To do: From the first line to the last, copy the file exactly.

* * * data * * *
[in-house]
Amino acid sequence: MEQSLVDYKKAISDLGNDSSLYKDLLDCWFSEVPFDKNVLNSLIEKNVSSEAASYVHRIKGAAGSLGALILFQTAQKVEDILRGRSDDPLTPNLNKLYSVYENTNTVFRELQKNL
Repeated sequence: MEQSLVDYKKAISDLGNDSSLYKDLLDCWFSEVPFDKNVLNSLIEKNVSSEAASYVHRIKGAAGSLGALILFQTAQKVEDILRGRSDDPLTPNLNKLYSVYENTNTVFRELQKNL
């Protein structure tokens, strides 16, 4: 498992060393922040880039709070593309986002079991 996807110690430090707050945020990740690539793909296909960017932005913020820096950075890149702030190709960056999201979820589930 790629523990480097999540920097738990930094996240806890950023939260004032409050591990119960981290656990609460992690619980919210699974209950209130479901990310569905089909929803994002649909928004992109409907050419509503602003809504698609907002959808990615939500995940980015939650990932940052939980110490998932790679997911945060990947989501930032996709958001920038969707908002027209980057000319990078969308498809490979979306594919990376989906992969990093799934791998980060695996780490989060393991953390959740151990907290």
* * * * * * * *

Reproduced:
[in-house]
Amino acid sequence: MEQSLVDYKKAISDLGNDSSLYKDLLDCWFSEVPFDKNVLNSLIEKNVSSEAASYVHRIKGAAGSLGALILFQTAQKVEDILRGRSDDPLTPNLNKLYSVYENTNTVFRELQKNL
Repeated sequence: MEQSLVDYKKAISDLGNDSSLYKDLLDCWFSEVPFDKNVLNSLIEKNVSSEAASYVHRIKGAAGSLGALILFQTAQKVEDILRGRSDDPLTPNLNKLYSVYENTNTVFRELQKNL
């Protein structure tokens, strides 16, 4: 498992060393922040880039709070593309986002079991 996807110690430090707050945020990740690539793909296909960017932005913020820096950075890149702030190709960056999201979820589930 790629523990480097999540920097738990930094996240806890950023939260004032409050591990119960981290656990609460992690619980919210699974209950209130479901990310569905089909929803994002649909928004992109409907050419509503602003809504698609907002959808990615939500995940980015939650990932940052939980110490998932790679997911945060990947989501930032996709958001920038969707908002027209980057000319990078969308498809490979979306594919990376989906992969990093799934791998980060695996780490989060393991953390959740151990907290």